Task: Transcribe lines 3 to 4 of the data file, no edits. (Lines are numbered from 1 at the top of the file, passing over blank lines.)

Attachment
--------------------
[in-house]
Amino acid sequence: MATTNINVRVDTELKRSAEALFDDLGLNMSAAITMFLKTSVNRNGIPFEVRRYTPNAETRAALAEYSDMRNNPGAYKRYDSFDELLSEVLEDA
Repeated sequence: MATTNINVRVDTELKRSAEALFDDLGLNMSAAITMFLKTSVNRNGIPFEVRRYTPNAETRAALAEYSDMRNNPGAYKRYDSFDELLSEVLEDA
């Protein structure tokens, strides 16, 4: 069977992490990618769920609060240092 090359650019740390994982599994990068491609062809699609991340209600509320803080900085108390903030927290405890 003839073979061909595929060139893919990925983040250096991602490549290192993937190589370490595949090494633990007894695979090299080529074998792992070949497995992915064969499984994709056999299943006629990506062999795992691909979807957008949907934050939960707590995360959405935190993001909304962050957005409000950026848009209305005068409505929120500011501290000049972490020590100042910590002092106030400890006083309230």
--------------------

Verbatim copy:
Repeated sequence: MATTNINVRVDTELKRSAEALFDDLGLNMSAAITMFLKTSVNRNGIPFEVRRYTPNAETRAALAEYSDMRNNPGAYKRYDSFDELLSEVLEDA
């Protein structure tokens, strides 16, 4: 069977992490990618769920609060240092 090359650019740390994982599994990068491609062809699609991340209600509320803080900085108390903030927290405890 003839073979061909595929060139893919990925983040250096991602490549290192993937190589370490595949090494633990007894695979090299080529074998792992070949497995992915064969499984994709056999299943006629990506062999795992691909979807957008949907934050939960707590995360959405935190993001909304962050957005409000950026848009209305005068409505929120500011501290000049972490020590100042910590002092106030400890006083309230």